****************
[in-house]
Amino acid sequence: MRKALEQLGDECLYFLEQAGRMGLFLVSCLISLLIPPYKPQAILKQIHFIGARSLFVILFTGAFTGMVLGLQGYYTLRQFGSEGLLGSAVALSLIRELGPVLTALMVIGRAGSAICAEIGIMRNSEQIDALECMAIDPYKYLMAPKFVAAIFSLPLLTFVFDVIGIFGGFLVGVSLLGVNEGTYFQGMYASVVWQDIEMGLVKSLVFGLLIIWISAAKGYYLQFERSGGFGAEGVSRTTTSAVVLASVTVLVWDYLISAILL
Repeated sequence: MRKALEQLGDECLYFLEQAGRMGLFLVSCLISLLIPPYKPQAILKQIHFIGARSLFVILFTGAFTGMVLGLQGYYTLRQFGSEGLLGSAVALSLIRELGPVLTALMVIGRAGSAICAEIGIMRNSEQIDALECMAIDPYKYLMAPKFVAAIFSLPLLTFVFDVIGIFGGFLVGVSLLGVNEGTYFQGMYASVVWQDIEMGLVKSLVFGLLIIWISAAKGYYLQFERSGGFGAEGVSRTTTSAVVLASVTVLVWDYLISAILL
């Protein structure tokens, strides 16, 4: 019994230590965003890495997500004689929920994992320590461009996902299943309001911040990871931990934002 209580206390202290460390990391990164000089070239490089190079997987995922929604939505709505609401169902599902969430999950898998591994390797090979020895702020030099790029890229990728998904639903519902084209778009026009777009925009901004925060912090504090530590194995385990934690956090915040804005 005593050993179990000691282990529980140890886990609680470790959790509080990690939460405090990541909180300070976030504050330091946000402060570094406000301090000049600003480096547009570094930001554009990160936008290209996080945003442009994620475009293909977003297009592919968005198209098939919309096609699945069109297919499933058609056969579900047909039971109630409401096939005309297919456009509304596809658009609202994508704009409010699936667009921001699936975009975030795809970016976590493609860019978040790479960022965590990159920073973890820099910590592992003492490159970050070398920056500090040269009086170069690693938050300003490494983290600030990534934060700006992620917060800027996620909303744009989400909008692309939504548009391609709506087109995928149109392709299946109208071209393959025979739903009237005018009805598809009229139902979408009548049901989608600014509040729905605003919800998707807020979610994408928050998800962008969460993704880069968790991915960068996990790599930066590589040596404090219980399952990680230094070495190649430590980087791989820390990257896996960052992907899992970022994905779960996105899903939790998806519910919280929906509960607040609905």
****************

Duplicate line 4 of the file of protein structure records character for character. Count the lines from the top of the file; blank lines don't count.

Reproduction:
């Protein structure tokens, strides 16, 4: 019994230590965003890495997500004689929920994992320590461009996902299943309001911040990871931990934002 209580206390202290460390990391990164000089070239490089190079997987995922929604939505709505609401169902599902969430999950898998591994390797090979020895702020030099790029890229990728998904639903519902084209778009026009777009925009901004925060912090504090530590194995385990934690956090915040804005 005593050993179990000691282990529980140890886990609680470790959790509080990690939460405090990541909180300070976030504050330091946000402060570094406000301090000049600003480096547009570094930001554009990160936008290209996080945003442009994620475009293909977003297009592919968005198209098939919309096609699945069109297919499933058609056969579900047909039971109630409401096939005309297919456009509304596809658009609202994508704009409010699936667009921001699936975009975030795809970016976590493609860019978040790479960022965590990159920073973890820099910590592992003492490159970050070398920056500090040269009086170069690693938050300003490494983290600030990534934060700006992620917060800027996620909303744009989400909008692309939504548009391609709506087109995928149109392709299946109208071209393959025979739903009237005018009805598809009229139902979408009548049901989608600014509040729905605003919800998707807020979610994408928050998800962008969460993704880069968790991915960068996990790599930066590589040596404090219980399952990680230094070495190649430590980087791989820390990257896996960052992907899992970022994905779960996105899903939790998806519910919280929906509960607040609905």